Ben Stokes has capped off a dream season by being named the Professional Cricketers’ Association (PCA) Players’ Player of the Year in recognition of his World Cup and Ashes heroics.
Nominated alongside Ryan Higgins, Dominic Sibley and Cricket Writers’ Club Player of the Year Simon Harmer, Stokes received the most votes from his peers to become the sixth player to have achieved the Young Player/Player’s Player double in their career, and the first man to win the trophy for their international performances since Andrew Flintoff in 2005.
Stokes produced the two innings of the summer, hitting a crucial, unbeaten 84 to take the World Cup final to a super over and smiting 135 not out at Headingley to almost single-handedly drag England over the line in a one-wicket win in the third Ashes Test against Australia to level the series 1-1.
“It’s hard to put it into words,” said Stokes. “I am over the moon that players think I am worthy of winning the NatWest PCA Players’ Player of the Year through performances this summer.
“You can take a lot of personal pride when you receive this award because it’s your peers that vote for you. Earning this award is a huge moment and something I am very gracious of and I am sure the previous 49 winners are gracious of too.
“While this is an individual award, it is within a team sport so I am only in this position because of what other guys in our squad have achieved as well. What we have done as a team in 2019 is phenomenal, to win the World Cup and draw the Ashes has been a fantastic summer and something I am proud of personally and as a team.”
Banton, who turns 21 in November, enjoyed a remarkable breakout summer for Somerset, hitting 454 runs in their victorious One-Day Cup campaign before scoring 549 more in the Vitality Blast, a total bettered only by his opening partner Babar Azam.
He beat Sibley, James Bracey, and Zak Crawley to the award – his second in two days after scooping the Cricket Writers’ Club prize on Tuesday – and is set to complete a fine week on Thursday when he will be unveiled as a ‘local icon’ player for the Cardiff-based Hundred team, before travelling to New Zealand as part of England’s T20 squad towards the end of the month.
“I am very grateful and thankful to those guys who voted for me,” Banton said. “I never expected it to be honest looking at the other nominees.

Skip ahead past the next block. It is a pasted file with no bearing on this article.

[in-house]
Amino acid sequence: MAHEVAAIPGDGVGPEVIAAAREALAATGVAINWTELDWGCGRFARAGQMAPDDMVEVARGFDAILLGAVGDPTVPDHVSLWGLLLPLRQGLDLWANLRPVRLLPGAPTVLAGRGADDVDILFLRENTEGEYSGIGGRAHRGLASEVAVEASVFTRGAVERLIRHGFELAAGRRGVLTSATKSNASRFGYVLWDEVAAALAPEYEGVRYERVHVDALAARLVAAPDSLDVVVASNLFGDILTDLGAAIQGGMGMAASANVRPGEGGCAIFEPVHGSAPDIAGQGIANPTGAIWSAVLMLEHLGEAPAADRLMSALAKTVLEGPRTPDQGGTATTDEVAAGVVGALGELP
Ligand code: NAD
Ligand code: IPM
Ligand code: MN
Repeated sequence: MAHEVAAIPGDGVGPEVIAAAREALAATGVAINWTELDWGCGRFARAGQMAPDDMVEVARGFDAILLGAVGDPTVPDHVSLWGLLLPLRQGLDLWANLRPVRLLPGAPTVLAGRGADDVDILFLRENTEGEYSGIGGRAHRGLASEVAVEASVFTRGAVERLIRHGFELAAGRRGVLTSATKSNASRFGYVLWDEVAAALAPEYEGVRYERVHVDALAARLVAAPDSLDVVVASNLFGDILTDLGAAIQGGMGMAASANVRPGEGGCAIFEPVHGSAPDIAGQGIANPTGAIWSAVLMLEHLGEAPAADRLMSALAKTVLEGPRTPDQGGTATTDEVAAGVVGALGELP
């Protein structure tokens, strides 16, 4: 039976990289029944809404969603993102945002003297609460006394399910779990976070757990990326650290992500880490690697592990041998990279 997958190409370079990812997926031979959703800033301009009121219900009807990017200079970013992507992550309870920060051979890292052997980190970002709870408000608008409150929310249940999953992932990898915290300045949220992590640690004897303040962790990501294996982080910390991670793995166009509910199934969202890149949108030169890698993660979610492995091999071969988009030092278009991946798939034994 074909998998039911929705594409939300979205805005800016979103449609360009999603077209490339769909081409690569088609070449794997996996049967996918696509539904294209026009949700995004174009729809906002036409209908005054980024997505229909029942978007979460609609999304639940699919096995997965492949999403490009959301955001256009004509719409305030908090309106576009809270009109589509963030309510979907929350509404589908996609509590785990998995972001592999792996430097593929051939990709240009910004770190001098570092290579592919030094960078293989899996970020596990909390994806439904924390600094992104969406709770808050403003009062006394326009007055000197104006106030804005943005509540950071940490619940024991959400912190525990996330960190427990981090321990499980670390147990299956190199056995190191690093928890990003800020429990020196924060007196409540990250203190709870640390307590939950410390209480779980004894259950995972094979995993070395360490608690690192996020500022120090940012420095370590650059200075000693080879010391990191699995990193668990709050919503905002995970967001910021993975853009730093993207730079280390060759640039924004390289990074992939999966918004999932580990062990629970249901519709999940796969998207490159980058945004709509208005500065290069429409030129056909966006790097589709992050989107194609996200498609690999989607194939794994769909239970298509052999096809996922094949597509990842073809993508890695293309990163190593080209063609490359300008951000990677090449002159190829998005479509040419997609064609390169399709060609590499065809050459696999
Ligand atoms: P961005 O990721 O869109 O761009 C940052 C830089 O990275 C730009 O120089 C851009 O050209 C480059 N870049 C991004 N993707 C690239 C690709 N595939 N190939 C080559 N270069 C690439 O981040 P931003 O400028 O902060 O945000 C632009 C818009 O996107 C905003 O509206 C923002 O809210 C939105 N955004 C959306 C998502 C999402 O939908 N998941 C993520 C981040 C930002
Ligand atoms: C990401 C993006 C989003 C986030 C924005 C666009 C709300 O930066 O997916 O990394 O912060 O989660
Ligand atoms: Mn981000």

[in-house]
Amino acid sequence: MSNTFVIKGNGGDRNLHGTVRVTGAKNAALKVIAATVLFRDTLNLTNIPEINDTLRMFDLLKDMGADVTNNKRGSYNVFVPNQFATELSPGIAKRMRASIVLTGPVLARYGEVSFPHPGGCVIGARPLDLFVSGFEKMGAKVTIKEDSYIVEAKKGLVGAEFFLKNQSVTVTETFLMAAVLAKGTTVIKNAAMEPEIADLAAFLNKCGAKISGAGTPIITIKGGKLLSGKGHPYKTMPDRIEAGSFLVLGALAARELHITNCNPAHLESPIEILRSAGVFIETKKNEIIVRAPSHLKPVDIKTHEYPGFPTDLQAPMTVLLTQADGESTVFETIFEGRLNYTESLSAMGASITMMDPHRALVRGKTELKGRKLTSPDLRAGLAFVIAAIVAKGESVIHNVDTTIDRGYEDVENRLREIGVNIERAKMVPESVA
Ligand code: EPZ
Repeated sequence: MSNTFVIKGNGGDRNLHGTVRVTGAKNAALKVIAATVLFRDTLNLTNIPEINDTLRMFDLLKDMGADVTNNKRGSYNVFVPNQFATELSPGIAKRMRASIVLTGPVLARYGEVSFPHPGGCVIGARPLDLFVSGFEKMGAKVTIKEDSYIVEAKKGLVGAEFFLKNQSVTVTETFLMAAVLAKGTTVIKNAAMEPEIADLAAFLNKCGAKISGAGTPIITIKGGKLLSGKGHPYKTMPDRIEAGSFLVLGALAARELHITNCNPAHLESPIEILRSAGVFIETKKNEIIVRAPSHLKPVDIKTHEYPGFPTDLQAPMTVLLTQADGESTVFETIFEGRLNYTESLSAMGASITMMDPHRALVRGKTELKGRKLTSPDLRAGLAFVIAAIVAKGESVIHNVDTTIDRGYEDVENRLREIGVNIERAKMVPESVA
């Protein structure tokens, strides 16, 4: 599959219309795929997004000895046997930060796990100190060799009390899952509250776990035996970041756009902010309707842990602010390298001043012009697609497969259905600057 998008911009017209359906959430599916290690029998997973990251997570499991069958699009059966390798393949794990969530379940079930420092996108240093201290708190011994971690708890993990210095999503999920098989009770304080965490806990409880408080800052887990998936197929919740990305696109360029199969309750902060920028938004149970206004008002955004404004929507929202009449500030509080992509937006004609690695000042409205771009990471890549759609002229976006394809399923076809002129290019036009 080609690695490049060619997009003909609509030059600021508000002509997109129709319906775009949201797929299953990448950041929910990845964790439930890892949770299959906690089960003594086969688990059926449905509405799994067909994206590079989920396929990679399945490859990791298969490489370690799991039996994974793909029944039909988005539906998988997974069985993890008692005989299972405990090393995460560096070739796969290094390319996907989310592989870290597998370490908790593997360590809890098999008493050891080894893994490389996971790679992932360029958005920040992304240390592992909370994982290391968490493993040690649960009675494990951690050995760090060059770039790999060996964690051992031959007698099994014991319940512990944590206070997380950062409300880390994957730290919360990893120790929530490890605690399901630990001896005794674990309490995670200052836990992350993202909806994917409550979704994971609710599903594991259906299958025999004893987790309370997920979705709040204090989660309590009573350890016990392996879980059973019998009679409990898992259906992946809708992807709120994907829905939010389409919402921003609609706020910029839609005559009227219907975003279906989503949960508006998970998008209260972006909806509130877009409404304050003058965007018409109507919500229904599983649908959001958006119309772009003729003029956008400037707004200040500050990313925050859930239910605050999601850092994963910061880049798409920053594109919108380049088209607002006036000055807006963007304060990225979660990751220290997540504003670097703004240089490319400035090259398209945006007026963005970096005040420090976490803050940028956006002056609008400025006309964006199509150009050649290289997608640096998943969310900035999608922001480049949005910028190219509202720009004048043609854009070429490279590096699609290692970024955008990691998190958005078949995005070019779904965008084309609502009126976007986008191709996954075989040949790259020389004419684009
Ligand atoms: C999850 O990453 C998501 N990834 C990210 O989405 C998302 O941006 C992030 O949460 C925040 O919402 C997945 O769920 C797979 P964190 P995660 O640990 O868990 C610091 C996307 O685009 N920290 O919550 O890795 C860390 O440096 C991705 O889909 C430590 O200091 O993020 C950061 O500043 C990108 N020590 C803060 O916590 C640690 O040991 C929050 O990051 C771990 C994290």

“If someone had told me the year I would’ve had at the start of the season I wouldn’t have believed them. I have altered some technical faults I had at the beginning of the year with Marcus Trescothick and he has helped me a lot this year and has made me believe I can go all the way.
“To have my name on the John Arlott Cup is a special feeling. As a youngster I’ve looked up to so many of the previous winners and tried to be like them. Some of these players are my idols so it’s nice to know they have won it before me. Also, these players are some of the very best so you never know what can happen, but if I keep working hard I could follow them.”
Ecclestone becomes the first player to retain the Women’s Player of the Summer award, having topped England’s wicket-taking charts in both the white-ball series against West Indies, and in the Ashes.
“I wish we’d played a bit better during the summer but it’s a really special feeling to be the first player to win it twice,” said Ecclestone.
“I feel like I’m a bit more of a presence in the team now than I was last year, and I’ve enjoyed getting my point of view across.
“The highlight was definitely when we came back and won the last T20I. It was really nice to end on a high and show that we’re a team to be reckoned with at the T20 World Cup next year. The big goal is to get ready for that World Cup and show everyone what we’re all about.”
The awards ceremony at the Roundhouse in Camden also saw Chris Woakes and Stuart Broad named ODI and Test player of the summer respectively.
Simon Harmer, Saqib Mahmood, and D’Arcy Short won the player of the tournament awards for the County Championship, One-Day Cup and Vitality Blast respectively, while England’s white-ball captain Eoin Morgan won a ‘special award’.
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